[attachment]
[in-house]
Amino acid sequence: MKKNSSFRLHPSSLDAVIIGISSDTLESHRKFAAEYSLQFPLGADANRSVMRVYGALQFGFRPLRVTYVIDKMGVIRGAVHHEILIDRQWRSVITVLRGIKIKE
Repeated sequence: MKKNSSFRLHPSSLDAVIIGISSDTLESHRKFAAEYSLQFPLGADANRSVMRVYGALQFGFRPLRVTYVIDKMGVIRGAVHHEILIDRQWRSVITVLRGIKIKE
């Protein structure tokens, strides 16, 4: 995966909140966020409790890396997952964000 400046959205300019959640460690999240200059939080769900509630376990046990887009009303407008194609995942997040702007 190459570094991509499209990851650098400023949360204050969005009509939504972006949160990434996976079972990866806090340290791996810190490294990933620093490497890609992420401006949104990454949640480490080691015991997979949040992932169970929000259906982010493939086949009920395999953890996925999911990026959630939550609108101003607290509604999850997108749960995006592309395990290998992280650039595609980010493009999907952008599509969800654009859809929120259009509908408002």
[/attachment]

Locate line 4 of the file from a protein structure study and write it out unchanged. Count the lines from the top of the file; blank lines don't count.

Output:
């Protein structure tokens, strides 16, 4: 995966909140966020409790890396997952964000 400046959205300019959640460690999240200059939080769900509630376990046990887009009303407008194609995942997040702007 190459570094991509499209990851650098400023949360204050969005009509939504972006949160990434996976079972990866806090340290791996810190490294990933620093490497890609992420401006949104990454949640480490080691015991997979949040992932169970929000259906982010493939086949009920395999953890996925999911990026959630939550609108101003607290509604999850997108749960995006592309395990290998992280650039595609980010493009999907952008599509969800654009859809929120259009509908408002």